ASD Surveys Community on Budget Cuts


Going into 2014, the Anchorage School District faces more budget cuts.

The gap is big: $21 million, caused four years of flat funding from the governor combined with general cost of living increases. The School Board recently held three community meetings to gauge what the residents value as the district approaches the next round of cuts.

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At the community meetings, participants heard an overview of the budget situation for the district. Then they answered multiple choice questions with a clicker. They also broke into small groups for discussion, kind of like a focus group.

ASD-Comment-1The meetings were held at schools over three days in early November. The meetings were open to the public. More than 360 people turned out.

Shanna Zuspan with Agnew Beck Consulting, the firm hired to conduct the research, recently briefed the Anchorage School Board on highlights of the meetings.

During the meetings participants were asked to rank programs by importance.

“The top point getters were Science, Social Studies, Career Technical and reading and writing,” Zuspan said. “And then in that same conversation there was a discussion about class size and participants were asked to decide whether that was important to education and 81 percent of participants combined thought it was either very important or important.”

The next set of questions was about staffing levels and where to make cuts. Forty-five percent of participants wanted to see cuts made to district wide support services, then building and ancillary support services and building leadership support. Instructional support and classroom instruction came in last.

Zuspan says the majority of participants preferred isolating the budget cuts to specific areas rather than across the board. But they also said this:

“In the small groups or in the report out sessions people did mention that isolating cuts to more popular programs would be a way to be an effective tool to engage more people in the community and kind of get them riled up and participating more,” Zuspan said.

Participants also discussed how cost cutting could impact sports and student activities.

“One of the questions that was asked was how important is student athletics to your educational experience,” Zuspan said. “And combined about 81 percent thought it was very important or important. And there was a series of questions getting at how that should be paid for.”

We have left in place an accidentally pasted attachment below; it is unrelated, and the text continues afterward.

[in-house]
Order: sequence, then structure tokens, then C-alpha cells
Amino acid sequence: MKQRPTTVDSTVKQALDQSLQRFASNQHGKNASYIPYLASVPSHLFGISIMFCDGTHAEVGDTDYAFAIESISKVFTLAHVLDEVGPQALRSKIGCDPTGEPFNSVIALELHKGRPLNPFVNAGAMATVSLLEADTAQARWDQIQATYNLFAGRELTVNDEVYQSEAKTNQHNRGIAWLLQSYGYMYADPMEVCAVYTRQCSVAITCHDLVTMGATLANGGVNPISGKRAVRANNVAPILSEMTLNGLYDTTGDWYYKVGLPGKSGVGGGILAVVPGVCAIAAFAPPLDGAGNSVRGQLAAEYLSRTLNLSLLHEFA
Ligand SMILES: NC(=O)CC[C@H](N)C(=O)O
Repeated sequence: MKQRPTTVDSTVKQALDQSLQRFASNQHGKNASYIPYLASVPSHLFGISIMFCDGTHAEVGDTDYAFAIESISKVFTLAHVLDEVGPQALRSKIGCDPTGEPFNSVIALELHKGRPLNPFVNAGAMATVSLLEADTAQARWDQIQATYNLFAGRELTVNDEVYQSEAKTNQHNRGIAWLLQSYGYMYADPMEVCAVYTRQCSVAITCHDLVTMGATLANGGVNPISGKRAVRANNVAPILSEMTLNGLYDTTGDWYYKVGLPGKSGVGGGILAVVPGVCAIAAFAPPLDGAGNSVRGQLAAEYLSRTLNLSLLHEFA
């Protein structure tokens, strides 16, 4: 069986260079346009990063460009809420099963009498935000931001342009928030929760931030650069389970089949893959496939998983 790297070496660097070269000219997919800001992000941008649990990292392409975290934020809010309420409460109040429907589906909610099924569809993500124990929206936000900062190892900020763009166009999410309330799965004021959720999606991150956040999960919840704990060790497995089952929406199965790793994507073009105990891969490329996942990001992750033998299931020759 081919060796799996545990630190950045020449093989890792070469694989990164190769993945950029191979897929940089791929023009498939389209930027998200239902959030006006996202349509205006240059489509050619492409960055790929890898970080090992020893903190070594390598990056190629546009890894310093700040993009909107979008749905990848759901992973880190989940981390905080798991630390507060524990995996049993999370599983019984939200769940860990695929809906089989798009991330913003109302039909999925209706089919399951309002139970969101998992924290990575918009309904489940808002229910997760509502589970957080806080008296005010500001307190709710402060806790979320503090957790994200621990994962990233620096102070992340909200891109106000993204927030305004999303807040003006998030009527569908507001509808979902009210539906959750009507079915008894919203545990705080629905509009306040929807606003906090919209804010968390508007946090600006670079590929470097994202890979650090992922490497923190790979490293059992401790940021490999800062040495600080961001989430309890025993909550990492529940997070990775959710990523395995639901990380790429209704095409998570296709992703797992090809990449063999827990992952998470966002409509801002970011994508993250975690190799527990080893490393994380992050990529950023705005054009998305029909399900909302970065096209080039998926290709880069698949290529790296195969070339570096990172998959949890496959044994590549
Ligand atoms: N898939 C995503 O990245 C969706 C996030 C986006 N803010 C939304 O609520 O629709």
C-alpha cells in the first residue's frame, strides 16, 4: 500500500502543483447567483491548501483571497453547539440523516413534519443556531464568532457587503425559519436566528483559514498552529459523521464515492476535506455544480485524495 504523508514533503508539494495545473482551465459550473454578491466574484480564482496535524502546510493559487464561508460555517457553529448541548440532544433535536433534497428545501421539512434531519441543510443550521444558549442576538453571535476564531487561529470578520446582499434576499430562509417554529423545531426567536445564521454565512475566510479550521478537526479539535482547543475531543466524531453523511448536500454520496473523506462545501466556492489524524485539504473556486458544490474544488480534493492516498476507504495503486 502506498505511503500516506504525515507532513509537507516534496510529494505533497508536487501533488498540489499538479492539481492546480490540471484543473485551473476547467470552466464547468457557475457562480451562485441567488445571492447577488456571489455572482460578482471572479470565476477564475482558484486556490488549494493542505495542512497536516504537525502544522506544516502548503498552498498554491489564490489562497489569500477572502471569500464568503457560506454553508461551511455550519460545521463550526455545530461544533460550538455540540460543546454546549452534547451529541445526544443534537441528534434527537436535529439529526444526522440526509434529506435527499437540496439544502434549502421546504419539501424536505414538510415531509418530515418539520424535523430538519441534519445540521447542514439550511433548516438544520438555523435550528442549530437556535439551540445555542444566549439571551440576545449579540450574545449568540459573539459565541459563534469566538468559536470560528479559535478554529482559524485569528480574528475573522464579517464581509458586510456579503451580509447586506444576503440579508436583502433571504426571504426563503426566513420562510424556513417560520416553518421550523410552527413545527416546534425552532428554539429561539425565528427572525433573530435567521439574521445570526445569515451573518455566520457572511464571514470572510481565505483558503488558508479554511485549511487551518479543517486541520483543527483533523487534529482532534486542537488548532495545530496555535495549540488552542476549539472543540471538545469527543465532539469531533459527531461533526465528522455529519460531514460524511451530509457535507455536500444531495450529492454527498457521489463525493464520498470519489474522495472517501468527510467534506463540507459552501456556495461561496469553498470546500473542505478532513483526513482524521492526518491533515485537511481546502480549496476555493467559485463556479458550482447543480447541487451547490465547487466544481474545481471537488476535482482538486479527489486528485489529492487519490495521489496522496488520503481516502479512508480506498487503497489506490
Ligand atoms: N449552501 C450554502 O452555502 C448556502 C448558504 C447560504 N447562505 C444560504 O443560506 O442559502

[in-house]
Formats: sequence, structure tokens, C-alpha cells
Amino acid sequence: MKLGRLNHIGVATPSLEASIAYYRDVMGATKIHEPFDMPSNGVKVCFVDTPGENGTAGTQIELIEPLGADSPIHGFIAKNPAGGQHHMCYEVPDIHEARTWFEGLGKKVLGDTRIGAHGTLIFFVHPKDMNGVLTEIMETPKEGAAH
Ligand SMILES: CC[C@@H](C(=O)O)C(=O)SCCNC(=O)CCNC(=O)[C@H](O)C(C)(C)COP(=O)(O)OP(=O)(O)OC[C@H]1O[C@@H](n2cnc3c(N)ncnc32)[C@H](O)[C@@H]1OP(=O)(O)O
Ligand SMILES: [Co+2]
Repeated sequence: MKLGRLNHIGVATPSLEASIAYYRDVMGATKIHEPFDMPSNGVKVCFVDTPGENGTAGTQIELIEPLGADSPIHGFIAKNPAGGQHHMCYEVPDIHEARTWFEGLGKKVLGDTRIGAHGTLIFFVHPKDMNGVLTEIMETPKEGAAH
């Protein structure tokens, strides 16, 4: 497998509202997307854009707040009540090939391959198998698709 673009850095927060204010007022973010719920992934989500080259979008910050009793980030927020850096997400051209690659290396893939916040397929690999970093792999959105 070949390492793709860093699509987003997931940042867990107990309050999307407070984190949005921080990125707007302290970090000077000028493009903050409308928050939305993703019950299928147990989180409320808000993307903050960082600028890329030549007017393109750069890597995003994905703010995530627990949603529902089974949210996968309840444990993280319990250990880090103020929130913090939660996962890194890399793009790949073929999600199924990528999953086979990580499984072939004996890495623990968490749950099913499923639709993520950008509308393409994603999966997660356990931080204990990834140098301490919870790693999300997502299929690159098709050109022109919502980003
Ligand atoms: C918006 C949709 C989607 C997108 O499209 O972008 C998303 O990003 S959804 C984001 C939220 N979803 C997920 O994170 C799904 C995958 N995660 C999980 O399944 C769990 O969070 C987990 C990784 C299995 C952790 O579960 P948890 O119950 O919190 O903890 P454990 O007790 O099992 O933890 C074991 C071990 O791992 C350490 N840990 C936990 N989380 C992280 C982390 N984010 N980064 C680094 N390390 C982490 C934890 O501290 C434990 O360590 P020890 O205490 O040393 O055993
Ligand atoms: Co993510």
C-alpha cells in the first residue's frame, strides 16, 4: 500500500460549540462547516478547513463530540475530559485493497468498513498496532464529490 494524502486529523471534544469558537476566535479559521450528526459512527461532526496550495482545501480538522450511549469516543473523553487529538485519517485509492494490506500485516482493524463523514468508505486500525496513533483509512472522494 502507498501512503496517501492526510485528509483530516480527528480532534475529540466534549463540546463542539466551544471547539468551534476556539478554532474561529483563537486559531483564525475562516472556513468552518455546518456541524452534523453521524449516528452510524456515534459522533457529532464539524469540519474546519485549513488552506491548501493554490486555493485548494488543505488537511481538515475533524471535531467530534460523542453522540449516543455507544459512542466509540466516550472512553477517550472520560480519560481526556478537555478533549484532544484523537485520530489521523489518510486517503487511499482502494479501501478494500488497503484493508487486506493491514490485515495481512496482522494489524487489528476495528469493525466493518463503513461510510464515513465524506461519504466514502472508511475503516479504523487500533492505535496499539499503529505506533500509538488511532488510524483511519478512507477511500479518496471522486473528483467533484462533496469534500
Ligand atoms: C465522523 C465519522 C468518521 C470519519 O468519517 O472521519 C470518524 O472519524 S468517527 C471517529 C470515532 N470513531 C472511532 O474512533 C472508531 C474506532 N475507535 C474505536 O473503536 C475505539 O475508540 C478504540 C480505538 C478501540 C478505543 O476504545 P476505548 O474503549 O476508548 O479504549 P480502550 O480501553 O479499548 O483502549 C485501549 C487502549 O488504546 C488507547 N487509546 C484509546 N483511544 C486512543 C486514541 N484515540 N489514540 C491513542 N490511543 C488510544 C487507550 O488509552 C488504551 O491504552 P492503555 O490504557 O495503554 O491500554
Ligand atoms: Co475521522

Zuspan says they asked participants what portion of the cost of participation in sports students and their families should be responsible for. Ten percent of respondents said players and families shouldn’t pay anything, while 16 percent said 100 percent of the cost should be paid by players and families.

The district will incorporate suggestions from the community conversations into the budget development process. The district also has an online suggestion box on their website.

Superintendent Ed Graff will present a balanced budget proposal to the Anchorage School Board in February.

Daysha Eaton is a contributor with the Alaska Public Radio Network.

Daysha Eaton holds a B.A. from Evergreen State College, and a M.A. from the University of Southern California. Daysha got her start in radio at Seattle public radio stations, KPLU and KUOW. Before coming to KBBI, she was the News Director at KYUK in Bethel. She has also worked as the Southcentral Reporter for KSKA in Anchorage.

Daysha's work has appeared on NPR's "Morning Edition" and "All Things Considered", PRI's "The World" and "National Native News". She's happy to take assignments, and to get news tips, which are best sent via email.

Daysha became a journalist because she believes in the power of storytelling. Stories connect us and they help us make sense of our world. They shed light on injustice and they comfort us in troubled times. She got into public broadcasting because it seems to fulfill the intention of the 4th Estate and to most effectively apply the freedom of the press granted to us through the Constitution. She feels that public radio has a special way of moving people emotionally through sound, taking them to remote places, introducing them to people they would not otherwise meet and compelling them to think about issues they might ordinarily overlook.

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